Shelter steers its face to face fundraisers away from under-25s

Housing charity focuses on older groups to improve attrition rates

  • This story was corrected on7 July. See final paragraph

Shelter has stopped paying face-to-face fundraisers commission for signing up under-25s because of the high attrition rates among donors in that age group.

Speaking at the Institute of Fundraising National Convention yesterday, Matt Goody, head of direct marketing at the housing charity, said the decision had been taken to encourage fundraisers to focus on older people, who were less likely to cancel their monthly direct debits.

He admitted that this had a negative effect on return on investment at first because fundraisers signed up fewer people, but he urged other charities to follow Shelter’s example. He said having an in-house fundraising team meant Shelter could afford to play the long game.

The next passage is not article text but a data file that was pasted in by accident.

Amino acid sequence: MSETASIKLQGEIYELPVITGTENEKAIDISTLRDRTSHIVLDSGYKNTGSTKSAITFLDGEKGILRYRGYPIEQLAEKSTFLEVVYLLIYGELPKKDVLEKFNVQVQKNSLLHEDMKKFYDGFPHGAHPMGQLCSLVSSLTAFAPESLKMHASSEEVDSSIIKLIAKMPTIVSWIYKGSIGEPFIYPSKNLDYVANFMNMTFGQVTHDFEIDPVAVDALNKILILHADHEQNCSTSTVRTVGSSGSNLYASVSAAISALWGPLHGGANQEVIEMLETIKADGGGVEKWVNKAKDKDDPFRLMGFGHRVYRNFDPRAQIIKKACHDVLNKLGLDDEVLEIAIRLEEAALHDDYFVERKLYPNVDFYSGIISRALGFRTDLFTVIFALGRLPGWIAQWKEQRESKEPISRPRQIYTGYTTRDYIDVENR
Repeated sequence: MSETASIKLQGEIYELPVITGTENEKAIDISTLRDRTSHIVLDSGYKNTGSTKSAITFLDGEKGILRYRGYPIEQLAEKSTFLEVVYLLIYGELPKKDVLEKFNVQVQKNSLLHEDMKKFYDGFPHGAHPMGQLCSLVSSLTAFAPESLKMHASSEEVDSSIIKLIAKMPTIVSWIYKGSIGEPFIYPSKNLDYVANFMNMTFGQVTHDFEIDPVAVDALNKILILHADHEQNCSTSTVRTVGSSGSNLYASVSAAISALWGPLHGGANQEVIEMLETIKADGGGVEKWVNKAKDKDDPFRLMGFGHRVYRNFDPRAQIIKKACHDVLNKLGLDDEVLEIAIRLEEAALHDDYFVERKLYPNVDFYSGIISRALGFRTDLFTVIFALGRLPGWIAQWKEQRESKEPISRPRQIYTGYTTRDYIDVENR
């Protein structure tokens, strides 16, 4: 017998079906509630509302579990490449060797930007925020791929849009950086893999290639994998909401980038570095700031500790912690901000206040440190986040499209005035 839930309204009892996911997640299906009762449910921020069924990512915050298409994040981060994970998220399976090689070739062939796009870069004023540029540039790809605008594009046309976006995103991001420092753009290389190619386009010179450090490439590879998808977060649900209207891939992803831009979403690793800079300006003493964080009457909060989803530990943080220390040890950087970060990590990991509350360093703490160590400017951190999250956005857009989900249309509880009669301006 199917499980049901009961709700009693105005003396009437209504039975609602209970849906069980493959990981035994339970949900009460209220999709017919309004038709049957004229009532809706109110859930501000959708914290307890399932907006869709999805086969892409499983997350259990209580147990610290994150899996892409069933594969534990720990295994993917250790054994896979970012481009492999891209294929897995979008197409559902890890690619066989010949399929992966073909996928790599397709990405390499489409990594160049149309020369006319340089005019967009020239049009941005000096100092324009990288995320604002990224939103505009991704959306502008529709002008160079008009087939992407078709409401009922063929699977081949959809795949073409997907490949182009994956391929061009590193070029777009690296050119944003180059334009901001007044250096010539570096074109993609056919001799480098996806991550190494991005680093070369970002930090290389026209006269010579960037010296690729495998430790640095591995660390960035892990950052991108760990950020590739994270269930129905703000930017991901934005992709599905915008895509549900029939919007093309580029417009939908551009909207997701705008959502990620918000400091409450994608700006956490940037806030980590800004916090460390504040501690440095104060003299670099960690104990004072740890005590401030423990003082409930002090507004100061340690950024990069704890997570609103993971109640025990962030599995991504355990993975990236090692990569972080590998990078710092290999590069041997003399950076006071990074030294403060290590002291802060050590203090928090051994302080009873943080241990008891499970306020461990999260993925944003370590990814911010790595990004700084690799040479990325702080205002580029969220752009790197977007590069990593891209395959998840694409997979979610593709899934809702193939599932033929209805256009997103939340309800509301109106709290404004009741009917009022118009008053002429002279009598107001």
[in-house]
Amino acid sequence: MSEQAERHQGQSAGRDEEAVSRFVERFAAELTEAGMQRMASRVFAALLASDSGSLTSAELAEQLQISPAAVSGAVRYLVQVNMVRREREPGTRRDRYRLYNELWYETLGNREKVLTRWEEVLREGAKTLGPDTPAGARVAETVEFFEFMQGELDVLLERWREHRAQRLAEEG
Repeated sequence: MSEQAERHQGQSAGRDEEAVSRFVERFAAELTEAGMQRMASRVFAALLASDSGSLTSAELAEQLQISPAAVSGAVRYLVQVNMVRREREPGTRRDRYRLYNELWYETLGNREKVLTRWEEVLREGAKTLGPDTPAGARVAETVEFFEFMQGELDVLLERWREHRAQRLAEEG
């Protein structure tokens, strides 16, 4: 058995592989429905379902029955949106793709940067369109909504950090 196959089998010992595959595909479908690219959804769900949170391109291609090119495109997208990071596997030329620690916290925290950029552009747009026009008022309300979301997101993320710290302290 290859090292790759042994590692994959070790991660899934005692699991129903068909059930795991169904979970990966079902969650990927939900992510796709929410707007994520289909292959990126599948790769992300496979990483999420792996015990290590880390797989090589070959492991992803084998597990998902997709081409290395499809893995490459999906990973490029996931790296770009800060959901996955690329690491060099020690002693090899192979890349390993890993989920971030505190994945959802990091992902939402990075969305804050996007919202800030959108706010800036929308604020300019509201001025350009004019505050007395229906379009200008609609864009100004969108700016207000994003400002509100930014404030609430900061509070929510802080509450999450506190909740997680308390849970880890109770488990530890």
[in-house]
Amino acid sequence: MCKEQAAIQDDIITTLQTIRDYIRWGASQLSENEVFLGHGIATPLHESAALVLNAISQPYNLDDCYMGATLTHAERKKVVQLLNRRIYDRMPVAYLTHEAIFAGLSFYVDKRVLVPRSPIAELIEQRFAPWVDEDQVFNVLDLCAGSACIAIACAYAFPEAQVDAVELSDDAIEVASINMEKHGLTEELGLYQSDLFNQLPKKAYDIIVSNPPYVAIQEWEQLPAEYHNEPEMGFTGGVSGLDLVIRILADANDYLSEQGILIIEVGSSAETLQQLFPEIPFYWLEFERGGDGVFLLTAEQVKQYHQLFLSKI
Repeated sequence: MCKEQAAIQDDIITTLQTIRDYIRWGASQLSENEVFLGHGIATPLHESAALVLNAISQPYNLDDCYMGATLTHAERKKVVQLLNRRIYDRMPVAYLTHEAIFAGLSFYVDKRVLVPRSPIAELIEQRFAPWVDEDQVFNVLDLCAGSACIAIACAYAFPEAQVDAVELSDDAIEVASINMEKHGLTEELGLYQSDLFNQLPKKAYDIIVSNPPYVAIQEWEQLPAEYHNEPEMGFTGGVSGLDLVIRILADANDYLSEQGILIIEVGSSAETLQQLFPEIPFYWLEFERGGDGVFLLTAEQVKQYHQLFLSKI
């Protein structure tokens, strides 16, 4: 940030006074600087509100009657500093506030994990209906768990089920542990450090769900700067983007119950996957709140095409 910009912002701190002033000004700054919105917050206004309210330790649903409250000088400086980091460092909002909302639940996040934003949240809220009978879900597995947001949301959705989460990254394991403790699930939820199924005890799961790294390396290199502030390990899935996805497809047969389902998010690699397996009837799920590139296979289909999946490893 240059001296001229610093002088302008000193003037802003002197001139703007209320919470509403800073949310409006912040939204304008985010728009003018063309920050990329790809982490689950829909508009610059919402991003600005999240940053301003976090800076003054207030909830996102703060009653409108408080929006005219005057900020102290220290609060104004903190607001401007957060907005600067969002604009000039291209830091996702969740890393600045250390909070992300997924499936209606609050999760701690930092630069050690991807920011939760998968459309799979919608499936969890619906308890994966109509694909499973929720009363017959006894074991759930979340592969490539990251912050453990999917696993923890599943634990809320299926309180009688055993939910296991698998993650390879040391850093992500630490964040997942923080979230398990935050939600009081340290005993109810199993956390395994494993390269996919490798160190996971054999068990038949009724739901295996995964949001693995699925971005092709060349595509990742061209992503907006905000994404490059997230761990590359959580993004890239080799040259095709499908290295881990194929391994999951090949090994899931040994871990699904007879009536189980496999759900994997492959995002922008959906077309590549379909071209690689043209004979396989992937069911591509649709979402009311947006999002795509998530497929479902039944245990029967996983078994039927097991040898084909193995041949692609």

"Now under 25s make up only 4 per cent of donors recruited by our face-to-face fundraisers, and the numbers recruited are almost up to what they were," said Goody. "In addition to falling attrition rates, this means that our return on investment has increased significantly."

Goody said it was difficult to adopt this approach without an in-house team because agencies charged more if they were asked to target specific groups of people.

He also said fundraisers initially disliked the idea that the pool of people they could sign up and earn commission on had been reduced.

  • Shelter says it does not pay commission to its fundraisers, although they do have targets. Apologies for the misunderstanding.

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